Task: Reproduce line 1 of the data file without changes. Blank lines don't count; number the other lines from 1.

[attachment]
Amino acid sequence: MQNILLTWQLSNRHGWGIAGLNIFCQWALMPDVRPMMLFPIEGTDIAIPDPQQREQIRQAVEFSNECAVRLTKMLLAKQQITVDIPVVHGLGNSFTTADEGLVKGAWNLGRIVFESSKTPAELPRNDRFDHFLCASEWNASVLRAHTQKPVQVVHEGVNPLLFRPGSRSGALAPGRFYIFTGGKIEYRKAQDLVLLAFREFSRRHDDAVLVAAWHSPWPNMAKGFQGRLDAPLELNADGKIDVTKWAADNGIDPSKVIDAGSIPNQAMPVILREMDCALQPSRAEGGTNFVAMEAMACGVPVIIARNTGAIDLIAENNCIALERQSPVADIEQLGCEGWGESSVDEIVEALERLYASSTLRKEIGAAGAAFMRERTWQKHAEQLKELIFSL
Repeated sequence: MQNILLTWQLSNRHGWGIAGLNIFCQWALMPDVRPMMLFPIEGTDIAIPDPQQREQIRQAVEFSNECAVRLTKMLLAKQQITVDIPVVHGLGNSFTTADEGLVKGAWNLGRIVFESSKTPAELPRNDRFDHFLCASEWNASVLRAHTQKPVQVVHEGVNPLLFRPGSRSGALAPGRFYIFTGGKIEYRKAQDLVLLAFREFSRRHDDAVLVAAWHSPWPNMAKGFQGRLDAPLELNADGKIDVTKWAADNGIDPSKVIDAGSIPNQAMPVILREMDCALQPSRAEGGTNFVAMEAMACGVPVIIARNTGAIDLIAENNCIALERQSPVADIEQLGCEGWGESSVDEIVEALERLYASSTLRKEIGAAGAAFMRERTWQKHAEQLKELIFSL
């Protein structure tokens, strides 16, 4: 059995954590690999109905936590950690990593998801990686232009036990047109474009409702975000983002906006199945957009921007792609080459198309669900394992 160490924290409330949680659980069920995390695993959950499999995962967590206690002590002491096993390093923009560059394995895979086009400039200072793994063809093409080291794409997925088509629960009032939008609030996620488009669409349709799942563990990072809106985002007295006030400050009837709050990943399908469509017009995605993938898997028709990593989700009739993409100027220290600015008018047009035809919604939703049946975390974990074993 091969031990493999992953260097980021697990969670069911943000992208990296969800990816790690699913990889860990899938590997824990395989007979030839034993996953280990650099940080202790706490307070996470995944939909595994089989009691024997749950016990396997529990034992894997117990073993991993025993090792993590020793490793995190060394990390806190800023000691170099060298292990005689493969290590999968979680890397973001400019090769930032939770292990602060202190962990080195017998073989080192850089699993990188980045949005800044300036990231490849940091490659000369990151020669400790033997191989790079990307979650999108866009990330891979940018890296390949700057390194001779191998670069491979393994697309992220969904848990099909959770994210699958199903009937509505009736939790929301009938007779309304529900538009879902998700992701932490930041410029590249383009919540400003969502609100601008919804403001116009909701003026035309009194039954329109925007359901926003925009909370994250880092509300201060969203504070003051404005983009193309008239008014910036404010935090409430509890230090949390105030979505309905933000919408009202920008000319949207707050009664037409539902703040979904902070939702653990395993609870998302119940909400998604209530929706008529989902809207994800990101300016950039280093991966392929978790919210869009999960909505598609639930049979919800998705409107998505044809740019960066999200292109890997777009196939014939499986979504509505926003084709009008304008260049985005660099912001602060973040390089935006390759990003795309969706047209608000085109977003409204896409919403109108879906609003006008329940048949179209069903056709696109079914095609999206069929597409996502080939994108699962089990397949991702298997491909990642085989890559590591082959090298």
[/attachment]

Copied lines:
Amino acid sequence: MQNILLTWQLSNRHGWGIAGLNIFCQWALMPDVRPMMLFPIEGTDIAIPDPQQREQIRQAVEFSNECAVRLTKMLLAKQQITVDIPVVHGLGNSFTTADEGLVKGAWNLGRIVFESSKTPAELPRNDRFDHFLCASEWNASVLRAHTQKPVQVVHEGVNPLLFRPGSRSGALAPGRFYIFTGGKIEYRKAQDLVLLAFREFSRRHDDAVLVAAWHSPWPNMAKGFQGRLDAPLELNADGKIDVTKWAADNGIDPSKVIDAGSIPNQAMPVILREMDCALQPSRAEGGTNFVAMEAMACGVPVIIARNTGAIDLIAENNCIALERQSPVADIEQLGCEGWGESSVDEIVEALERLYASSTLRKEIGAAGAAFMRERTWQKHAEQLKELIFSL